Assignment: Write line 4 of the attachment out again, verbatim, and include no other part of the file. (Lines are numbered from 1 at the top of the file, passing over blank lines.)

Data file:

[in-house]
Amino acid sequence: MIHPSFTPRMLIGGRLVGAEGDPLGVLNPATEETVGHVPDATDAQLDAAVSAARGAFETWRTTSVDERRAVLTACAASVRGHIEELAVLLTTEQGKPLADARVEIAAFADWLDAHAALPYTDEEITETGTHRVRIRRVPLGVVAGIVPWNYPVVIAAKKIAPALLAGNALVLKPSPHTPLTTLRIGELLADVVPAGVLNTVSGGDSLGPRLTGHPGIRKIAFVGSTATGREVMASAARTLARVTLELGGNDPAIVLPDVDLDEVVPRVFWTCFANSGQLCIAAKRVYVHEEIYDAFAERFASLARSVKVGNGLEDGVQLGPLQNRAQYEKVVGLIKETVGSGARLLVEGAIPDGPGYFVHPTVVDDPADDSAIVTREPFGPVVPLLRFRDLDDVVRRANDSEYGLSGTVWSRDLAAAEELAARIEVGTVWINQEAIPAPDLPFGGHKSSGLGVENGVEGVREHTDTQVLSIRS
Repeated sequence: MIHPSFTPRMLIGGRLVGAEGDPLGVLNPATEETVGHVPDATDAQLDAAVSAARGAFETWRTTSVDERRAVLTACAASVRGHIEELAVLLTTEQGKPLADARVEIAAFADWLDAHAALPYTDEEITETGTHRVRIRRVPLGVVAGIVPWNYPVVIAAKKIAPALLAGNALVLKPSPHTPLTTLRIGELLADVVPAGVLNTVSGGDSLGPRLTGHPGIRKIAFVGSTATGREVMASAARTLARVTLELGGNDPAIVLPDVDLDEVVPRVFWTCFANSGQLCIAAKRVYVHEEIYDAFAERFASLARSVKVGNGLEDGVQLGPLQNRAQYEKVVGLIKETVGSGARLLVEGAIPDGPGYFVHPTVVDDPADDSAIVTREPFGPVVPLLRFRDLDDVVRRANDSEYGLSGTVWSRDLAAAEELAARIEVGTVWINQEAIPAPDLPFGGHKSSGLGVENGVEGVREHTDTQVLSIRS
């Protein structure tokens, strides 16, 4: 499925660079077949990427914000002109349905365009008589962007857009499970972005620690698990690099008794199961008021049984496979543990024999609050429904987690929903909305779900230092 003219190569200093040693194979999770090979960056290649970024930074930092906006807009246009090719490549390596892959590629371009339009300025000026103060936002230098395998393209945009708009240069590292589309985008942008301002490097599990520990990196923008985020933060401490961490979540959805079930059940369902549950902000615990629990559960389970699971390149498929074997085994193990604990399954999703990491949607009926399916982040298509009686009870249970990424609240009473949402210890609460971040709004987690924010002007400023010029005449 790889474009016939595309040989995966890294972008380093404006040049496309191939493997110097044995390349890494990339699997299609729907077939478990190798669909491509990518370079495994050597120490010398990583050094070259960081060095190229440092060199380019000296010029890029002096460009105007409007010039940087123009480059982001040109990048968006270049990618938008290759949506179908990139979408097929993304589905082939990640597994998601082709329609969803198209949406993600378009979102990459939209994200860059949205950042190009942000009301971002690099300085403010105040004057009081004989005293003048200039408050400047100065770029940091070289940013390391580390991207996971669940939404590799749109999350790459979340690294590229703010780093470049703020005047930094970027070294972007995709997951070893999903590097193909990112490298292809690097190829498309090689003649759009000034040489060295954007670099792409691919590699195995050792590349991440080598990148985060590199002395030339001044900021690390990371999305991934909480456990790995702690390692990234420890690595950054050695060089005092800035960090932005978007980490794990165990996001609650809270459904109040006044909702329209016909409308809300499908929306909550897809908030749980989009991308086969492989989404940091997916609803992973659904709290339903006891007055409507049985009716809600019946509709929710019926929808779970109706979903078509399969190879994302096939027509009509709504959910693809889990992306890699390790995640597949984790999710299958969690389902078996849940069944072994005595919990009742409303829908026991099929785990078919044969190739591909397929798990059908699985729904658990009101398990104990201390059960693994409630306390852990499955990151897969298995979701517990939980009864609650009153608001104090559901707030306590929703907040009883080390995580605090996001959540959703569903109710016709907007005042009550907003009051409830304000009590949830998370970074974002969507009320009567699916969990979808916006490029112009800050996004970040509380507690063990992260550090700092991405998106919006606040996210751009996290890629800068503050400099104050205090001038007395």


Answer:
């Protein structure tokens, strides 16, 4: 499925660079077949990427914000002109349905365009008589962007857009499970972005620690698990690099008794199961008021049984496979543990024999609050429904987690929903909305779900230092 003219190569200093040693194979999770090979960056290649970024930074930092906006807009246009090719490549390596892959590629371009339009300025000026103060936002230098395998393209945009708009240069590292589309985008942008301002490097599990520990990196923008985020933060401490961490979540959805079930059940369902549950902000615990629990559960389970699971390149498929074997085994193990604990399954999703990491949607009926399916982040298509009686009870249970990424609240009473949402210890609460971040709004987690924010002007400023010029005449 790889474009016939595309040989995966890294972008380093404006040049496309191939493997110097044995390349890494990339699997299609729907077939478990190798669909491509990518370079495994050597120490010398990583050094070259960081060095190229440092060199380019000296010029890029002096460009105007409007010039940087123009480059982001040109990048968006270049990618938008290759949506179908990139979408097929993304589905082939990640597994998601082709329609969803198209949406993600378009979102990459939209994200860059949205950042190009942000009301971002690099300085403010105040004057009081004989005293003048200039408050400047100065770029940091070289940013390391580390991207996971669940939404590799749109999350790459979340690294590229703010780093470049703020005047930094970027070294972007995709997951070893999903590097193909990112490298292809690097190829498309090689003649759009000034040489060295954007670099792409691919590699195995050792590349991440080598990148985060590199002395030339001044900021690390990371999305991934909480456990790995702690390692990234420890690595950054050695060089005092800035960090932005978007980490794990165990996001609650809270459904109040006044909702329209016909409308809300499908929306909550897809908030749980989009991308086969492989989404940091997916609803992973659904709290339903006891007055409507049985009716809600019946509709929710019926929808779970109706979903078509399969190879994302096939027509009509709504959910693809889990992306890699390790995640597949984790999710299958969690389902078996849940069944072994005595919990009742409303829908026991099929785990078919044969190739591909397929798990059908699985729904658990009101398990104990201390059960693994409630306390852990499955990151897969298995979701517990939980009864609650009153608001104090559901707030306590929703907040009883080390995580605090996001959540959703569903109710016709907007005042009550907003009051409830304000009590949830998370970074974002969507009320009567699916969990979808916006490029112009800050996004970040509380507690063990992260550090700092991405998106919006606040996210751009996290890629800068503050400099104050205090001038007395």